Sustainable Investing as a Driver for Change in Asia
Since the global financial crisis, many investors have woken up to the fact that looking at financial data in isolation does not in itself provide a clear picture about whether or not a particular company represents a sound investment opportunity. Increasingly, investors have become aware that how organisations deal with issues such as climate change, employee engagement and tax planning are equally important considerations in the investment decision making process.
In the 10 years since the PRI was founded, we have seen considerable interest in environmental, social and governance (ESG) issues spreading across Asia. This is not surprising when you consider that the region is subject to impacts from myriad environmental issues such as climate change and water scarcity. Asian investors have also realised—along with their western counterparts—that they need to demand greater transparency and disclosure from the companies in which they invest.
Skepticism about the financial impact of complying with ESG standards still exists. The biggest question is, will looking at ESG negatively impact capital returns. The answer to this question is a resounding no. On the contrary, a holistic approach which considers ESG factors in tandem with financial data can enhances returns over the long term.
This was borne out by a study conducted in December 2015 by the University of Hamburg and Deutsche Asset & Wealth Management, the largest of its kind to analyse the relationship between ESG adherence and corporate financial performance, concluded that companies prioritising ESG have superior long-term financial returns. Additional studies by Oxford University/Arabesque Asset Management, Harvard, MSCI and others echo these findings.
Although just 5% of the PRI’s signatories are based in Asia, we believe this will change as ESG awareness continues to increase across the region. Asset managers, pension funds, insurance companies and banks will be asking questions about ESG before committing to investing.
In September, during the PRI’s annual conference, PRI in Person, the world’s largest responsible investment conference, which this year takes place in Singapore, the PRI will be releasing a paper focusing on fiduciary duty in Asia, looking at China (including Hong Kong), South Korea, India, Malaysia and Singapore. These five countries represent 36% of the world’s population and have a combined GDP of $14.5 trillion. There is also significant growth in pension fund investments in each of these countries.
This publication follows on from the paper we released last year, “Fiduciary Duty in the 21st Century, which concluded that failing to consider all long-term investment value drivers, including ESG issues is actually a breach of fiduciary duty.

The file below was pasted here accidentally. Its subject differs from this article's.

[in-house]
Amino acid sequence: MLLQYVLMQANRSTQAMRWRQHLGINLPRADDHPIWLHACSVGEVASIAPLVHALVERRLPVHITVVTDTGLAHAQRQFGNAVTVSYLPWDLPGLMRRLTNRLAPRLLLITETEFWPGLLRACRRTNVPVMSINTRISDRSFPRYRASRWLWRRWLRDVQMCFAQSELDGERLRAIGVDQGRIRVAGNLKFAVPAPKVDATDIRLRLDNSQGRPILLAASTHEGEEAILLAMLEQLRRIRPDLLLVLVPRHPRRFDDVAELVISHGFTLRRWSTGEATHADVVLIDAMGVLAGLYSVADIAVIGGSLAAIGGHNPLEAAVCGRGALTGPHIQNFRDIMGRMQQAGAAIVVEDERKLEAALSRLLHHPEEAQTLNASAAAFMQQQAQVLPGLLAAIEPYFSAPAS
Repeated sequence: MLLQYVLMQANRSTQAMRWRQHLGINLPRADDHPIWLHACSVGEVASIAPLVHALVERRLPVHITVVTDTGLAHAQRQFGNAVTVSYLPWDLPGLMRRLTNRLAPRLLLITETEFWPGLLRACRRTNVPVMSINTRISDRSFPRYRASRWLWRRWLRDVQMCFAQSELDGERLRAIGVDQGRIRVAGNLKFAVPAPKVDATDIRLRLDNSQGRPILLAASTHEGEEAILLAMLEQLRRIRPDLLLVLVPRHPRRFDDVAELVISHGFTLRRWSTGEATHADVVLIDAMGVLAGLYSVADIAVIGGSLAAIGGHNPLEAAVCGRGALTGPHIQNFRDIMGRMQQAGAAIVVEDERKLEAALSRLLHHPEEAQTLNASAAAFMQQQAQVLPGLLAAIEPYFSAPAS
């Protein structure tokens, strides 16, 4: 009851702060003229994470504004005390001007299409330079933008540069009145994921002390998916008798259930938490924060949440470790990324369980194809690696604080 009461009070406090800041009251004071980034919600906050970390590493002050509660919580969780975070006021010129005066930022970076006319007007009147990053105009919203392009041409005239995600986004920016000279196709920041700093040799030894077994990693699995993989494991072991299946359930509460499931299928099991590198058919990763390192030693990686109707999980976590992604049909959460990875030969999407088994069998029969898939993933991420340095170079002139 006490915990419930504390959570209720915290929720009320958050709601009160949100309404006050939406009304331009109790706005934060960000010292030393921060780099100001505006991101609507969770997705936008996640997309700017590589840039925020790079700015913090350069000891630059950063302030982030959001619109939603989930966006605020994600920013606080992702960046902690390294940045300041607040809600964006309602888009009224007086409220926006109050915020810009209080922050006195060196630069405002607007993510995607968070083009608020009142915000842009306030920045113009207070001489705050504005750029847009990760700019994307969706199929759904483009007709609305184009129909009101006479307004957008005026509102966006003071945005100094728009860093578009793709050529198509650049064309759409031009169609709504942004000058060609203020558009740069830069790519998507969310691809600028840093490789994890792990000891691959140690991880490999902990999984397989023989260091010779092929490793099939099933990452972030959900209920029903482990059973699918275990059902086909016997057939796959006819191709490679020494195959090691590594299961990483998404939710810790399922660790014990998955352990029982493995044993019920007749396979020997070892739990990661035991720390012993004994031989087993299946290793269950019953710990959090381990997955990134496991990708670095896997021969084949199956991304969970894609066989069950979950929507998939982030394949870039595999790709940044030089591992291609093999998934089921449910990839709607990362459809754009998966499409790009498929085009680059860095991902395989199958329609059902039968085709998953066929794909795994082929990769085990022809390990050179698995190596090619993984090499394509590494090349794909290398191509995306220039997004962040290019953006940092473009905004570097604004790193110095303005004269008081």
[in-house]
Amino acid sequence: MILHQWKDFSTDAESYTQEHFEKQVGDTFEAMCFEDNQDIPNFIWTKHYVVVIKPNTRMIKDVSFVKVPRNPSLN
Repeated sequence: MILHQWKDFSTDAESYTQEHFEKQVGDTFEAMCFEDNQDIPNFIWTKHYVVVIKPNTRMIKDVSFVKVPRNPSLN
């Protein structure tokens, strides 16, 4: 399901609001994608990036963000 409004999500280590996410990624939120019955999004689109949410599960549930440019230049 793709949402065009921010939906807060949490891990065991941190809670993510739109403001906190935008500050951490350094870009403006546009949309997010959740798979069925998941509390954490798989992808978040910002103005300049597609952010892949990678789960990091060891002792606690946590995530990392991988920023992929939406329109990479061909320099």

In terms of responsible investment and ESG focus, there are many drivers for change across Asia. One of the most significant is by the Hong Kong Stock Exchange (HKEX), which, from next year, will require listed companies in Hong Kong to make mandatory public disclosures about company policies and how they intend to deal with the operational risks that have far-reaching implications for the environment and the wider society. Firms will need to make ESG disclosures on measurable key performance indicators like targets and achievements with explanations required if these disclosures are not met. On the environmental front, aspects covered include emissions and use of resources, while social issues comprise employment, health and safety, training and development, labour standards, supply chain management, product responsibility, anti-corruption and community investment. According to HKEX and findings from index compilers, share prices of companies that score high on ESG issues often outperforms the wider stock market.
The importance of stewardship codes has also been increasing, with Japan leading the way. Malaysia launched its Code for Institutional Investors in 2014, while Taiwan, Hong Kong, Singapore, and South Korea are having talks to develop their own stewardship guidance.
Finally, stock exchanges including those in India, Sri Lanka, Malaysia, South Korea, Vietnam, Thailand have become members of the United Nations-backed Sustainable Stock Exchanges Initiative, by committing to promote long-term sustainable investment and improve ESG disclosure and performance of listed firms.
As ESG considerations become mainstream for companies looking at long-term strategies; and as governments in Asia continue strengthening their regulatory mechanisms, investors will come to realise that a holistic approach to risk management and investing must include a focus on ESG.